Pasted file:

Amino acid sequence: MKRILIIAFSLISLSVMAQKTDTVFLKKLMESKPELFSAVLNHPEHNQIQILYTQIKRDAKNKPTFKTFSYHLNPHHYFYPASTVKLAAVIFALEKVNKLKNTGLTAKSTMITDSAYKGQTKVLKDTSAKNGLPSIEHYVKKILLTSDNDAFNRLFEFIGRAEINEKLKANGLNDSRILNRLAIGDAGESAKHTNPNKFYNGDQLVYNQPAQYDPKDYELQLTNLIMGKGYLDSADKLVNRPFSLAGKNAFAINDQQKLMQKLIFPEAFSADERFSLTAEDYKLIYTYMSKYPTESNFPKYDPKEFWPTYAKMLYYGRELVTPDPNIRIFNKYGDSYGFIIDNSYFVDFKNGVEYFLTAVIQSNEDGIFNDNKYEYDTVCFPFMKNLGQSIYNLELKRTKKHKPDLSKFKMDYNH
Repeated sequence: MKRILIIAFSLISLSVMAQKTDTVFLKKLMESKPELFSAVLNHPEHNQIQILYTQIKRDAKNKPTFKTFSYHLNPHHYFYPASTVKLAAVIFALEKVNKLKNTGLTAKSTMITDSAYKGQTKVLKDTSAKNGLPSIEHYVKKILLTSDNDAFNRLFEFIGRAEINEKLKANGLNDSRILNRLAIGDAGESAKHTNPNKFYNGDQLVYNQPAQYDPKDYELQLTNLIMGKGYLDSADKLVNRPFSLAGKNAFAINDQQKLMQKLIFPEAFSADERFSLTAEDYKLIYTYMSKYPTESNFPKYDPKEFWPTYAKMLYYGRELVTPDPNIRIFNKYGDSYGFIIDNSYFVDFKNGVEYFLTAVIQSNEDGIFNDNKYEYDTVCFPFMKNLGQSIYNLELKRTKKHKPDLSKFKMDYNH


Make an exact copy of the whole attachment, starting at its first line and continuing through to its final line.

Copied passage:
Amino acid sequence: MKRILIIAFSLISLSVMAQKTDTVFLKKLMESKPELFSAVLNHPEHNQIQILYTQIKRDAKNKPTFKTFSYHLNPHHYFYPASTVKLAAVIFALEKVNKLKNTGLTAKSTMITDSAYKGQTKVLKDTSAKNGLPSIEHYVKKILLTSDNDAFNRLFEFIGRAEINEKLKANGLNDSRILNRLAIGDAGESAKHTNPNKFYNGDQLVYNQPAQYDPKDYELQLTNLIMGKGYLDSADKLVNRPFSLAGKNAFAINDQQKLMQKLIFPEAFSADERFSLTAEDYKLIYTYMSKYPTESNFPKYDPKEFWPTYAKMLYYGRELVTPDPNIRIFNKYGDSYGFIIDNSYFVDFKNGVEYFLTAVIQSNEDGIFNDNKYEYDTVCFPFMKNLGQSIYNLELKRTKKHKPDLSKFKMDYNH
Repeated sequence: MKRILIIAFSLISLSVMAQKTDTVFLKKLMESKPELFSAVLNHPEHNQIQILYTQIKRDAKNKPTFKTFSYHLNPHHYFYPASTVKLAAVIFALEKVNKLKNTGLTAKSTMITDSAYKGQTKVLKDTSAKNGLPSIEHYVKKILLTSDNDAFNRLFEFIGRAEINEKLKANGLNDSRILNRLAIGDAGESAKHTNPNKFYNGDQLVYNQPAQYDPKDYELQLTNLIMGKGYLDSADKLVNRPFSLAGKNAFAINDQQKLMQKLIFPEAFSADERFSLTAEDYKLIYTYMSKYPTESNFPKYDPKEFWPTYAKMLYYGRELVTPDPNIRIFNKYGDSYGFIIDNSYFVDFKNGVEYFLTAVIQSNEDGIFNDNKYEYDTVCFPFMKNLGQSIYNLELKRTKKHKPDLSKFKMDYNH